Life in Donetsk has drastically changed compared to February 2022. For those who left and were forced to return for some reason, the differences are striking. The city wakes up at six in the morning, and by five in the evening the streets are already empty. This was not the case before. By the way, those who left after February 2022 mostly come back to bury their loved ones who remained here and passed away. However, this applies to those who went to russia. Traveling from Europe takes a long time, it is dangerous, and there is a risk that this short-term return could result in a loss of social benefits in the receiving country.
There are far fewer public transportation vehicles in the city. Sometimes people wait at bus stops for over half an hour.
There is a huge water shortage. Technical water is supplied once every three days for three hours in the evening. It doesn't reach the upper floors of apartment buildings at all. Purified drinking water is distributed to the population on a weekly basis.
It is not openly discussed, but people try not to use the toilet more than absolutely necessary, they shower once a week and do laundry once a month. And this is after the launch of the water pipeline from the Rostov oblast. They say that the situation was much worse before that.
People watch russian television because for most, Ukrainian channels are not available. Mostly, they watch entertainment programs. They don't trust russian news, just like before the full-scale invasion. However, they passively and casually perceive the information. Few actively search for news about current events. They obtain the necessary information from social networks, where there is a lot of fake news. For example, there are fake stories about a ban on Ukrainian passport holders crossing the Estonian border.
The belief in russia's indisputable victory is no longer there:
"Putin aimed for a big piece. That's where all the troubles come from... Another year, maybe two. But most likely, everything will be decided this year". However, people try not to think about what exactly will be decided and in whose favor.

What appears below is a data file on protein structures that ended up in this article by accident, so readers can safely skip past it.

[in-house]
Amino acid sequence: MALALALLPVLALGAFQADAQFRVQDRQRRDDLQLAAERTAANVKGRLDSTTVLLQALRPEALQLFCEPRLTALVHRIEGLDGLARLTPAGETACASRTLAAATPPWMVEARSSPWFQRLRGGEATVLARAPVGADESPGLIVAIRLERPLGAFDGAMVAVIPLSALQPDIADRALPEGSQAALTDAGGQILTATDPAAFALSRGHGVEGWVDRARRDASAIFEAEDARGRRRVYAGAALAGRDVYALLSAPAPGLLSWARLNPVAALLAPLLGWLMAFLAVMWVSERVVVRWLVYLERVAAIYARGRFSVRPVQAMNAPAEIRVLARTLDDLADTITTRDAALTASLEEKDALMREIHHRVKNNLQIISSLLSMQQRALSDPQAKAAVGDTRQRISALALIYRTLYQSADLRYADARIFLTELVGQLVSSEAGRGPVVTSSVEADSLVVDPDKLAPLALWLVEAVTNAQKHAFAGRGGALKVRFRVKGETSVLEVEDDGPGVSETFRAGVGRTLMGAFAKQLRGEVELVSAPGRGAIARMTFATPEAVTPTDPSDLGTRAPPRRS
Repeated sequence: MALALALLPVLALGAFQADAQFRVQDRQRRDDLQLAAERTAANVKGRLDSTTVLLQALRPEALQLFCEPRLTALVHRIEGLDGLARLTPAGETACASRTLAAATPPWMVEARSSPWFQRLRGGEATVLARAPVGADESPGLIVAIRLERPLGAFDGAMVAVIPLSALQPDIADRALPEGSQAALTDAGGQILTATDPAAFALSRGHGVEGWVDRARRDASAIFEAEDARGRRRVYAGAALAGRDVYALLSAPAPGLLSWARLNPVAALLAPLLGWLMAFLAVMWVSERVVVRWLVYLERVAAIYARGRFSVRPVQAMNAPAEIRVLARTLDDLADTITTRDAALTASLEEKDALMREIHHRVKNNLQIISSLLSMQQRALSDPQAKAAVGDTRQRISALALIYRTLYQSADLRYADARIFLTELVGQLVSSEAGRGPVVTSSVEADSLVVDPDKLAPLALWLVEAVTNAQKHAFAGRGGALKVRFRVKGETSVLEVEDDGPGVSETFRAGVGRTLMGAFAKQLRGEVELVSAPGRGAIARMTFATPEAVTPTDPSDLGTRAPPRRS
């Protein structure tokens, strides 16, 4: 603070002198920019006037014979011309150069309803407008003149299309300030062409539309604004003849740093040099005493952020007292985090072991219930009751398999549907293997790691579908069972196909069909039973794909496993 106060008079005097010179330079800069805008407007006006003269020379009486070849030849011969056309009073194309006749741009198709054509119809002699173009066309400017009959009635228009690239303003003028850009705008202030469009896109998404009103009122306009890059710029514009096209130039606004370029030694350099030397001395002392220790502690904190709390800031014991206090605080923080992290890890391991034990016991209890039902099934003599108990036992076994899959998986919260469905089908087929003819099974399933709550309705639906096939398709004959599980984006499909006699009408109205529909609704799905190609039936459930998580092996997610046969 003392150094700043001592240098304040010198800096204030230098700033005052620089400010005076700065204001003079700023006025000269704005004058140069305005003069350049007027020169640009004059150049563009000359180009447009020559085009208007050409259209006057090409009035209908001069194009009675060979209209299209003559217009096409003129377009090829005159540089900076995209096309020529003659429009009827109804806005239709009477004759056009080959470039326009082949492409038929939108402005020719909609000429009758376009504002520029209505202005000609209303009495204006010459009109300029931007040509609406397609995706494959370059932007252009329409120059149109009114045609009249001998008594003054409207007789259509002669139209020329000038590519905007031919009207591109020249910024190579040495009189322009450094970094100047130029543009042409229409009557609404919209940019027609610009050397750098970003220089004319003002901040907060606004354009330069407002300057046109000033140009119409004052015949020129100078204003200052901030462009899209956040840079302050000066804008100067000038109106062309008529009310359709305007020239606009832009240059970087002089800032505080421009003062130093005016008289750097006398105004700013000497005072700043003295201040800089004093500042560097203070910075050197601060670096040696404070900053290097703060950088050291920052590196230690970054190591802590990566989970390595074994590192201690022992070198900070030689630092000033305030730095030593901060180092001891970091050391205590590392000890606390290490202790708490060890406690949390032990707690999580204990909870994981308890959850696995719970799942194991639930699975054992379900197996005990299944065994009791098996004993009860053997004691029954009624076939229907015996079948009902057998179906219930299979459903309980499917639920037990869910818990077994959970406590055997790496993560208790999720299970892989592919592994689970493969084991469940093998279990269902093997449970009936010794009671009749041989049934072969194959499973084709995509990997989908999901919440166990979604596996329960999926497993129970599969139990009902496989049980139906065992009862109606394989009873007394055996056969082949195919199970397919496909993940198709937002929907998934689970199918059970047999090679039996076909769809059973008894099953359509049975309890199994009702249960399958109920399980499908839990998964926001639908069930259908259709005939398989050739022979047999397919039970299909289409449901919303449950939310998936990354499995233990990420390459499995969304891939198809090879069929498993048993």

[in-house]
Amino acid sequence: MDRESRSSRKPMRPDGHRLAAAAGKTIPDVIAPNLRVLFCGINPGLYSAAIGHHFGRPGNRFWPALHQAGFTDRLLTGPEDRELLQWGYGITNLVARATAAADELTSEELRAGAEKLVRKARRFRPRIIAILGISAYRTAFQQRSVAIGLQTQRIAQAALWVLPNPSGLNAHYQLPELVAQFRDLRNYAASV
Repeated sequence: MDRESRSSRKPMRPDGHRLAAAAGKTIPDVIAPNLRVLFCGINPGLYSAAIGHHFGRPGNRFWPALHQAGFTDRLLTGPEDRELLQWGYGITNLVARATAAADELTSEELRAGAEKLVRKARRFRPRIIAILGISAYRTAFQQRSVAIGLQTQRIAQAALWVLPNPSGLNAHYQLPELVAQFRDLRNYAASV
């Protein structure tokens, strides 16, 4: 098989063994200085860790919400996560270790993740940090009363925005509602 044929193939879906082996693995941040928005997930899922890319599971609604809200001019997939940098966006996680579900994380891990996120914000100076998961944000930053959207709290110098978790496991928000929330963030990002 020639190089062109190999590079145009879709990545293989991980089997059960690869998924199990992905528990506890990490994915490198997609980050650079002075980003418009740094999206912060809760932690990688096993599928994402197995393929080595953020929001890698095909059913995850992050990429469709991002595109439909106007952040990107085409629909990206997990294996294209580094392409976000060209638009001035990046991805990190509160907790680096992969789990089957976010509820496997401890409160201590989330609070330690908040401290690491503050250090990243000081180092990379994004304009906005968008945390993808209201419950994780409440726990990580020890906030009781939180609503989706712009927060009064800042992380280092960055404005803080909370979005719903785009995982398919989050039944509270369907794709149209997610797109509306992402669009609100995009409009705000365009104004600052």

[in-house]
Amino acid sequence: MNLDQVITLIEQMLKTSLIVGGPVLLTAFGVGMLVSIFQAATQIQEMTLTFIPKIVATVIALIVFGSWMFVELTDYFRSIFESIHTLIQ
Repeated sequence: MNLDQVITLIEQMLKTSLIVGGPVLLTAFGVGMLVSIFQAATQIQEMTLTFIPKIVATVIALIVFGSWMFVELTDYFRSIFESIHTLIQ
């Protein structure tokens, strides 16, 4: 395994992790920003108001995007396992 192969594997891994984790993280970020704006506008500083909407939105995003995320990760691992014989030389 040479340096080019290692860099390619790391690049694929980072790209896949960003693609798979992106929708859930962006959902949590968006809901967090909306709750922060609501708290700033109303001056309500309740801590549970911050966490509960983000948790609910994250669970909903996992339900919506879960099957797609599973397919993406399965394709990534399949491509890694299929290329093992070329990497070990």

"Can you imagine the level of motivation on the other side? How many people have taken up arms? And they won't retreat, they will fight to the end. And here, these Buryats constantly ask, "Why the hell are we here? Who are we defending this damned Donbas from?" There aren't many russian Buryats, but there are millions of motivated Ukrainians with weapons!"
"There's also a war on the other side. I watched a report on how a house was burning in Donetsk and how a house was burning in Dnipro. People died there and people died here. Our people are dying there and here. They are forcing us to kill each other"
A young priest from the church in Larinka (Leninsky district, Donetsk) surprised with his sermon: "For everything that is happening in our city right now, it's not geopolitics, not russia or Ukraine, that are to blame. We are to blame, each and every one of us. We remember God only when trouble comes knocking on our door. When was the last time any of you prayed? When was the last time any of you went to church? Prayer should be a daily practice, not something done sporadically. God has forgotten us because we have forgotten Him..."
There is a huge shortage of nurses and specialized doctors. Most hospital wards are closed, and civilians receive outpatient treatment. Separate hospital wards have been opened for the military. There are only two hospices in the city, and there is a massive queue to get in. Even with substantial bribes, it's impossible to gain admission. Emergency doctors lack painkillers and recommend to relatives, "Leave your sick loved ones to die at home because hospitals are closed, hospices are full, and we have nowhere to take them. Don't torment them or us..."